Figure 3

    Correlation scatter plots showing change from baseline to week 16 in (A) 6MWD and PVR and (B) 6MWD and cardiac index. Correlation was assessed using a Spearman's rank analysis. The line of best fit was determined using a linear regression analysis. 6MWD, 6 min walk distance; PVR, pulmonary vascular resistance.

    Safety

    Detailed safety data from the CHEST-1 study have been published previously.21 There were no differences in AEs between the inoperable and persistent/recurrent subgroups (table 3). AEs specific to the RHC procedure were infrequent; in the overall population, two patients (1%) in the riociguat group experienced an AE of catheter-site haemorrhage compared with no such events in the placebo group.

    Table 3

    Adverse events occurring in more than 5% of patients in any group

    Discussion

    In the Phase III CHEST-1 study, riociguat significantly improved a range of haemodynamic variables in patients with CTEPH, including PVR, mPAP, cardiac index and SvO2. These haemodynamic improvements were generally observed in both patients with inoperable CTEPH and those with persistent/recurrent PH after PEA. In the overall study population, a small yet significant correlation was observed between the change in 6MWD and the change in haemodynamic variables (PVR and cardiac index). These results complement the primary end point of improvements in exercise capacity with riociguat in the CHEST-1 study, together with improvements in a range of secondary end points including NT-proBNP and WHO functional class.21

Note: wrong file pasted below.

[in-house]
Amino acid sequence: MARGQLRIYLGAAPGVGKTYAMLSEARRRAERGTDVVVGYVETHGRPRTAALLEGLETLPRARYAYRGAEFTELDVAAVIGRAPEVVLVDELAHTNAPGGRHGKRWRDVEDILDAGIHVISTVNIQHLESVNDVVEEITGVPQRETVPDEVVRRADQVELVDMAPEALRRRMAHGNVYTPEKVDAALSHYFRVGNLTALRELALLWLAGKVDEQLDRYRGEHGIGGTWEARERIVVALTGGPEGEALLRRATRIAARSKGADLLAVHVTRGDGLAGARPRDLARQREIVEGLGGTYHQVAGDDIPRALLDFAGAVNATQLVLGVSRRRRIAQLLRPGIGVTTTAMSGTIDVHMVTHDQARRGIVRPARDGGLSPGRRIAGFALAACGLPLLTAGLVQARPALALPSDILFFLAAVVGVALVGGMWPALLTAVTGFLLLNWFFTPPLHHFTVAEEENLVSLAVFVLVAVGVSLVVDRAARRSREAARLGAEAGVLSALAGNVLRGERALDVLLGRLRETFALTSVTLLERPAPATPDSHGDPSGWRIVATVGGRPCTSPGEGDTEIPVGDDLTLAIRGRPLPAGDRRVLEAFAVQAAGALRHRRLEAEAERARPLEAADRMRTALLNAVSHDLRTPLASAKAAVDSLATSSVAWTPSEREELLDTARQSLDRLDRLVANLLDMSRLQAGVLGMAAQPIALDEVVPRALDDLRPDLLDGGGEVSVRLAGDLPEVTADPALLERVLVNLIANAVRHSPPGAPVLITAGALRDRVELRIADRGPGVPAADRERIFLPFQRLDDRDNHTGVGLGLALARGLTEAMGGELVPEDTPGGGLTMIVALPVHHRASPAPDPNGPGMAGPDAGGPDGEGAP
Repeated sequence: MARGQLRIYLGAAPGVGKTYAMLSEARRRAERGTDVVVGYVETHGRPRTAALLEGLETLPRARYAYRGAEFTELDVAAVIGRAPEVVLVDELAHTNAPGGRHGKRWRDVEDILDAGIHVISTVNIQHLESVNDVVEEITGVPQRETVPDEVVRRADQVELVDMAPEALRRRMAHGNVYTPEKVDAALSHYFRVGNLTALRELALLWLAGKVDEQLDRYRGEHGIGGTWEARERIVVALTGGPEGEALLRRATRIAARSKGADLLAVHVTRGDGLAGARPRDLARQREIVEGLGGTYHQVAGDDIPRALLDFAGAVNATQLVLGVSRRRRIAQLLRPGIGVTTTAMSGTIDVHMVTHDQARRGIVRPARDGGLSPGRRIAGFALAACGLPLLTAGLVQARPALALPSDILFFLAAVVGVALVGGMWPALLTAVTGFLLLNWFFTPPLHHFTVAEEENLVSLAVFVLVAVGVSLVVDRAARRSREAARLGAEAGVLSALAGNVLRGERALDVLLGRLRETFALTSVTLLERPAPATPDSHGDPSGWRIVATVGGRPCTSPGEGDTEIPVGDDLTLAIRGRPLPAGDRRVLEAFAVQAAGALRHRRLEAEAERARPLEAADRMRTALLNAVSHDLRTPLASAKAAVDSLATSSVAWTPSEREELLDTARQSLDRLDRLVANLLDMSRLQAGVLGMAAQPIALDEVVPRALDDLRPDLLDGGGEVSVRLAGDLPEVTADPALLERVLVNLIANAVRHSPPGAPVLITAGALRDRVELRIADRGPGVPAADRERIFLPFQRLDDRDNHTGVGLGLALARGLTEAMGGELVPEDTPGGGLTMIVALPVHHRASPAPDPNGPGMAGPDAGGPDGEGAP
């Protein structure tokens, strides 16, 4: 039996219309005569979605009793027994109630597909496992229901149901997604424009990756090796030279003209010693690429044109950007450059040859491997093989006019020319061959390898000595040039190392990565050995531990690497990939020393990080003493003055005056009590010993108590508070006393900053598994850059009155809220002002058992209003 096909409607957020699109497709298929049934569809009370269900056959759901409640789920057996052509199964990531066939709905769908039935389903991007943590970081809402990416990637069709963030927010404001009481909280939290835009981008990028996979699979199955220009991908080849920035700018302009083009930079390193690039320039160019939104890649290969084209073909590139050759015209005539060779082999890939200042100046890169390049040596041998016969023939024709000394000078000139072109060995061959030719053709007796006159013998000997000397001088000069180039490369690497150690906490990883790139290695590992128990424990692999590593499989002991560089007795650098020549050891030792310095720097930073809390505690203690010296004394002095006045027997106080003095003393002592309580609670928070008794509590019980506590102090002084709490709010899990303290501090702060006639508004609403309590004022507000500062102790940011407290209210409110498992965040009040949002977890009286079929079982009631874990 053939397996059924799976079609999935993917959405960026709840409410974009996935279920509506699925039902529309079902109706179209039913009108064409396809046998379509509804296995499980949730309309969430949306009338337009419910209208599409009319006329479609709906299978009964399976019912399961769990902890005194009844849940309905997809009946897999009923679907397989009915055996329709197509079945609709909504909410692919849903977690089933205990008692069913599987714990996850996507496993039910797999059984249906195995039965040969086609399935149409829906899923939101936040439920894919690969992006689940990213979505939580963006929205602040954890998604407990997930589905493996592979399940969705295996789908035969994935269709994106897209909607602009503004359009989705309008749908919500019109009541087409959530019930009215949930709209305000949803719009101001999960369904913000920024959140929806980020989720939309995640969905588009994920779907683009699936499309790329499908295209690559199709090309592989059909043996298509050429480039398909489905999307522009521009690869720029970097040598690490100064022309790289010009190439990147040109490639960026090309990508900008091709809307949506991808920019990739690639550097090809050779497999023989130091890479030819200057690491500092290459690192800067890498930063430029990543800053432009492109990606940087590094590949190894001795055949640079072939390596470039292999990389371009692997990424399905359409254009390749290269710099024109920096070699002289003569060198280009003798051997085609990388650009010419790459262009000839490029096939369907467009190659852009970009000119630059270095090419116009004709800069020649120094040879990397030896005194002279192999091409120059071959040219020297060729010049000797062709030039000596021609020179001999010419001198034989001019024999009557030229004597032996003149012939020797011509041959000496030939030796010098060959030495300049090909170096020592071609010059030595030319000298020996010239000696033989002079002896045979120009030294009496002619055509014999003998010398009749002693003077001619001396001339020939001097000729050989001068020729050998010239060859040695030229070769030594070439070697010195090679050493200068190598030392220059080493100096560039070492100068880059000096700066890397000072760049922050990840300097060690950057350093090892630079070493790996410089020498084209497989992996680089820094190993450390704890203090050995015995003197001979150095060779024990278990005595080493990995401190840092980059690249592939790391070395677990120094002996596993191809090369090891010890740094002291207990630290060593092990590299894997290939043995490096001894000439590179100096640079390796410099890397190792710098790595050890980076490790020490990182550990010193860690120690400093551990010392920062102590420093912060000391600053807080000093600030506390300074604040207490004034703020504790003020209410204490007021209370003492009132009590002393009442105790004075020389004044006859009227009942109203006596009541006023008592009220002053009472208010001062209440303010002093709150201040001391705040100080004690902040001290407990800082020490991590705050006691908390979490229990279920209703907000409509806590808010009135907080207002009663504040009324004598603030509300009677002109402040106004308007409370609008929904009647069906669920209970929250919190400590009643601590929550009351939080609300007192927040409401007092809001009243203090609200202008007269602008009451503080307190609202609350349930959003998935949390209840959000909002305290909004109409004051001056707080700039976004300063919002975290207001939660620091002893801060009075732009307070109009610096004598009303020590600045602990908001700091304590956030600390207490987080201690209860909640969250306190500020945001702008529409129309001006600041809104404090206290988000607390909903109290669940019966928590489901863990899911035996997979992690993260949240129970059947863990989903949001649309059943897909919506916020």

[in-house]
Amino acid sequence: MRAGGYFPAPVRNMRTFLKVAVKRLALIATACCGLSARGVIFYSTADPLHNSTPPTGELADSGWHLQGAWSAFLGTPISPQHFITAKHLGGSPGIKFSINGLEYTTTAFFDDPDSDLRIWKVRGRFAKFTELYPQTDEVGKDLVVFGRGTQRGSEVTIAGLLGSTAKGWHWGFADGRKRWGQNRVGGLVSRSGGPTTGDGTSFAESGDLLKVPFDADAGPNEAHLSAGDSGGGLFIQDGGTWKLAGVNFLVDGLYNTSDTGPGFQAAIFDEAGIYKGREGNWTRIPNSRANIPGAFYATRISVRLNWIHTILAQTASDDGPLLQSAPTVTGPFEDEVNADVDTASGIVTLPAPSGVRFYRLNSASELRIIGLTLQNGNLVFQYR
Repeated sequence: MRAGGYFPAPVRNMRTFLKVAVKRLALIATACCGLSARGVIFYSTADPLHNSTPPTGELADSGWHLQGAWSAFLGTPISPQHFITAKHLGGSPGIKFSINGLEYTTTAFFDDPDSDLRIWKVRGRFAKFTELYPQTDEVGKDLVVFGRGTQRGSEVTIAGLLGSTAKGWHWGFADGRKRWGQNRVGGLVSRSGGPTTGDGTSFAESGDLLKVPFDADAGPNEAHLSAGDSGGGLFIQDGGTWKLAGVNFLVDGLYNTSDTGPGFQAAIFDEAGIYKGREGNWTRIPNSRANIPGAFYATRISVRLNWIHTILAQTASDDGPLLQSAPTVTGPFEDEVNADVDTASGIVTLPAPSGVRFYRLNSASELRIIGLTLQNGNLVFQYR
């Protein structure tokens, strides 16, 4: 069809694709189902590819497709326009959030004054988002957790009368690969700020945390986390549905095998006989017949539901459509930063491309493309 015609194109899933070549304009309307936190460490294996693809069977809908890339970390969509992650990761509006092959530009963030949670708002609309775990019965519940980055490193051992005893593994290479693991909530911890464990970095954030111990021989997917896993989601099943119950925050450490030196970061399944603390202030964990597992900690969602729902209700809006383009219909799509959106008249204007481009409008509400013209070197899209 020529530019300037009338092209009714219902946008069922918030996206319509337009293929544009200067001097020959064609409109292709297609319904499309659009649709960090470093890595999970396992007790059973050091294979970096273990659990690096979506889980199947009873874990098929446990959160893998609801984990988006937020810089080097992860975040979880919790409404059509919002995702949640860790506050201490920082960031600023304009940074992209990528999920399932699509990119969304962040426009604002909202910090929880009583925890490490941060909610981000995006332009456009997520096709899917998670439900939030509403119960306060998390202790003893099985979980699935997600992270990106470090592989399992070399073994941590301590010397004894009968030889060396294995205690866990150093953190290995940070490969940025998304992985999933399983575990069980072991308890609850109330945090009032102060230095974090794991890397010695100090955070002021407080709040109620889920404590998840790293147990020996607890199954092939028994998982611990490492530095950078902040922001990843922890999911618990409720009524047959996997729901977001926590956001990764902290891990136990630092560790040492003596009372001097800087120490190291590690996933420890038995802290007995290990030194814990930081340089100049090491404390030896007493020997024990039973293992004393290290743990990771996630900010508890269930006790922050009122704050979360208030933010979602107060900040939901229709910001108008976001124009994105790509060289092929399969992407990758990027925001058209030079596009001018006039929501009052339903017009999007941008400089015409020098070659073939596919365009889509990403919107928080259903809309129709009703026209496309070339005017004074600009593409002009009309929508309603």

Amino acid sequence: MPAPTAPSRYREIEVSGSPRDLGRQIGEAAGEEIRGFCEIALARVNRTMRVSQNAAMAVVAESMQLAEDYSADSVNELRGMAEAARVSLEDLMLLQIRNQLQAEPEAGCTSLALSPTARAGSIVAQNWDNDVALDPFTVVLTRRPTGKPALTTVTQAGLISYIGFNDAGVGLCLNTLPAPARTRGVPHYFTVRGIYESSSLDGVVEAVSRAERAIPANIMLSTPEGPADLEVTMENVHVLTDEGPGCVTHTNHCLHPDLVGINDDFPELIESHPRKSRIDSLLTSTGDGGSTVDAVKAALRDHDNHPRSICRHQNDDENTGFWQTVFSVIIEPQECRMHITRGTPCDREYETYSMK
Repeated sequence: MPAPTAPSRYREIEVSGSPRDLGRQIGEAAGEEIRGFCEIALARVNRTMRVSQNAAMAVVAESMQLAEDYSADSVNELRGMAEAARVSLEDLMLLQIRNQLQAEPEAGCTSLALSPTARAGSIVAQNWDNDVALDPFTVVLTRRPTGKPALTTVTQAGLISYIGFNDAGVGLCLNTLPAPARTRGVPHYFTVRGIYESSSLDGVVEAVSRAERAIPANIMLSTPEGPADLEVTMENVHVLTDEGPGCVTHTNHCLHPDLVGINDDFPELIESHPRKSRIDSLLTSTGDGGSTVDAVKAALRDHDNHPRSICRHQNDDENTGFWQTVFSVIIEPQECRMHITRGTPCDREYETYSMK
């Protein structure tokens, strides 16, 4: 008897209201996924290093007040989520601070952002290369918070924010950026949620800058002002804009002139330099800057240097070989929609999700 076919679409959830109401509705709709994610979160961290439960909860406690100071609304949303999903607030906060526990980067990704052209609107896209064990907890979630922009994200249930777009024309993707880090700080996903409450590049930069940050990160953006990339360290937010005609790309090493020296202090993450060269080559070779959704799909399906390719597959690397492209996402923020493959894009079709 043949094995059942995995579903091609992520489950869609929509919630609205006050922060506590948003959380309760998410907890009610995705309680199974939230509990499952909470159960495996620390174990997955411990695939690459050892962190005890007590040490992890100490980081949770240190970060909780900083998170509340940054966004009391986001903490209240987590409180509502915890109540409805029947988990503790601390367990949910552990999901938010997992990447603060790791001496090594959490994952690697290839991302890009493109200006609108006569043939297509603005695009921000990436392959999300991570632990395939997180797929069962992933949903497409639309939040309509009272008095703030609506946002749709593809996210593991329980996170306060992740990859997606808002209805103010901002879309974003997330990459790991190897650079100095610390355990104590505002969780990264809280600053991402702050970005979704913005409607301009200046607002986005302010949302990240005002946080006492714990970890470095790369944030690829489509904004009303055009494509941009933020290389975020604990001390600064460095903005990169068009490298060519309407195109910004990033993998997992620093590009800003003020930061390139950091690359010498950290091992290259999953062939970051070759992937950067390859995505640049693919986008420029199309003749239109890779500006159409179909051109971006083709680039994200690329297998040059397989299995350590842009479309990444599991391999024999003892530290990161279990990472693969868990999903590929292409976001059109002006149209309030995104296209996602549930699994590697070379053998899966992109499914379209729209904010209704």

To date, the CHEST-1 study represents the largest and most detailed haemodynamic characterisation of patients with inoperable CTEPH or persistent/recurrent PH after PEA at baseline and after targeted therapy. The improvements in PVR, mPAP, cardiac index and SvO2 in the overall population were observed without relevant changes in heart rate and were largely consistent in patients with inoperable CTEPH and those with persistent/recurrent PH after PEA. Patients in the persistent/recurrent PH after PEA subgroup of CHEST-1 showed numerically lower improvements from baseline to week 16; however, they had a lower PVR and higher 6MWD at baseline compared with patients in the inoperable subgroup. Nevertheless, the relative changes in PVR, mPAP, cardiac index and SvO2 were comparable between the two subgroups and 6MWD increased to similar levels between the two subgroups (379 m and 387 m in patients with inoperable and persistent/recurrent PH after PEA, respectively).

    Haemodynamic parameters are objective indicators of the status of the pulmonary circulation, with reports indicating that PVR, mPAP, RAP and cardiac index are predictive of outcome in patients with CTEPH.11 ,24 ,25 Whether the acute effects of riociguat on haemodynamics translate into long-term benefits for patients with inoperable CTEPH or persistent/recurrent PH following PEA is unknown. Currently, the long-term extension study CHEST-2 is actively monitoring safety and durability of clinical parameters over an extended period beyond the original 16 weeks of the CHEST-1 study.26